Furthermore, in seeking to explain what had happened Mr Pester then made his second cardinal mistake when he tried to blame customers for the IT problems. He said: “TSB’s website app struggled with a large number of ‘concurrent users’, who tried to access their accounts on Sunday evening once the migration process was over”. TSB hadn’t planned for such usage and it didn’t have enough bandwidth to deal with all the customers logging on at the same time. If you tell customers they can’t access their accounts for two days because of an IT upgrade, it’s not rocket science to assume that when the system is supposed to be back up and running, customers are going to try and access their accounts. The fact that Mr Pester and his Senior Management team hadn’t planned for that eventuality should be a dismissible offence all of its own. Members of staff have been dismissed for much less than that.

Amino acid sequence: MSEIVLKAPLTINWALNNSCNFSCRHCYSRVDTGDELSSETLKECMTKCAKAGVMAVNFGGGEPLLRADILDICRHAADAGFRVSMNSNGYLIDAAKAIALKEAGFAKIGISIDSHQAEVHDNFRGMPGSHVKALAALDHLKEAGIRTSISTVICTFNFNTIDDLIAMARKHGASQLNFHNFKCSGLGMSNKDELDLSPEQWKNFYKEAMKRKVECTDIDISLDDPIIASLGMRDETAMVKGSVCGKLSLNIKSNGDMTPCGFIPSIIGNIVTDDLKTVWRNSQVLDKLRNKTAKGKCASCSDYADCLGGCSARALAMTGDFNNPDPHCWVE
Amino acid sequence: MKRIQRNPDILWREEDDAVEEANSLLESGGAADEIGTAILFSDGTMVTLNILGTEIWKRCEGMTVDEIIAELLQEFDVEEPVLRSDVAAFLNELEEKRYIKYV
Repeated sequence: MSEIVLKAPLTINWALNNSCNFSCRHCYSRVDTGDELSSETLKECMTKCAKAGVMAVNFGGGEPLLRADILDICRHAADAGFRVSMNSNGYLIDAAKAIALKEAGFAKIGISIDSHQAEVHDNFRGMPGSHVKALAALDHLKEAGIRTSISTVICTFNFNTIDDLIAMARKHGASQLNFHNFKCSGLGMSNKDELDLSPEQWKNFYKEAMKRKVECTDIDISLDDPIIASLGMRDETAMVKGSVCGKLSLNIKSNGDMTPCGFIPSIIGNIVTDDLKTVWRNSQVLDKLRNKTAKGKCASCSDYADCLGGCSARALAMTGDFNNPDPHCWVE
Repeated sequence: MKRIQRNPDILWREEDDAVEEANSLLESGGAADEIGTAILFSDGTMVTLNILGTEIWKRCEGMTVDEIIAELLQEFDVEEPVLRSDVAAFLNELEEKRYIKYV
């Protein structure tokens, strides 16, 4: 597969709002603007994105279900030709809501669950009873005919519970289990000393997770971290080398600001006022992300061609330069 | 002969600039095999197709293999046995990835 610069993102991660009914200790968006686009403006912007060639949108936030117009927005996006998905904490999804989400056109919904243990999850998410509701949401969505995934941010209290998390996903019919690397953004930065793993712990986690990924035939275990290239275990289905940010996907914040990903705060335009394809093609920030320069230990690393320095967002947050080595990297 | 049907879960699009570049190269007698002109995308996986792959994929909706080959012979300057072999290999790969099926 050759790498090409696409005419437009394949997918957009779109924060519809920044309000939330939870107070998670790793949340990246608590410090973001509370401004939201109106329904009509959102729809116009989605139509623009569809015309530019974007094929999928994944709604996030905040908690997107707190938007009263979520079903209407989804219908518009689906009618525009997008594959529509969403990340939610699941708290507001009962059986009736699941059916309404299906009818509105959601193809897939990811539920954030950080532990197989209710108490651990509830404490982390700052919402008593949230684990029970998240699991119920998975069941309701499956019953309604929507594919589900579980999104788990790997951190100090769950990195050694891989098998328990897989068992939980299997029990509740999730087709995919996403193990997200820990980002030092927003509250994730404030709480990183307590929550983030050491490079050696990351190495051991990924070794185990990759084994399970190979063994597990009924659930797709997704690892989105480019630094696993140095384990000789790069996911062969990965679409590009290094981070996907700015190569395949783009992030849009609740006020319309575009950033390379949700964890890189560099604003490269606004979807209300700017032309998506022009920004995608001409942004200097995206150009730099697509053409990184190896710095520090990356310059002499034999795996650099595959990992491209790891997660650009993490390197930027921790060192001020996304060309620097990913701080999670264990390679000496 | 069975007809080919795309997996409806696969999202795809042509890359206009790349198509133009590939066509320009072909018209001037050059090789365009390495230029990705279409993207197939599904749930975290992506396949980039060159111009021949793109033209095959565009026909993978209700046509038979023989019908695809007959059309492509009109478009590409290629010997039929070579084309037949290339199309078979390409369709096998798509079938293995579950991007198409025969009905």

TSB were warned about the problems. We told TSB that staff working on migration were saying to us that the new system wasn’t working properly but the Bank’s senior management team arrogantly went ahead and introduced it anyway. Now is not the time for recriminations but Mr Pester, Managing Director of TSB, Helen Rose, Chief Operating Officer and Carlos Abarca, Chief Information Officer should all be updating their CVs.
Whilst it would seem that customers can now access their accounts there are still lots of functions and services that are still not available. On its website the Bank is saying that these services and functions will either be available at ‘the end of April’ or will be ‘Coming Soon’. As one wag from the Financial Times pointed out, TSB could have saved a lot of time by telling customers that the only service working on its website was the ‘branch finder’!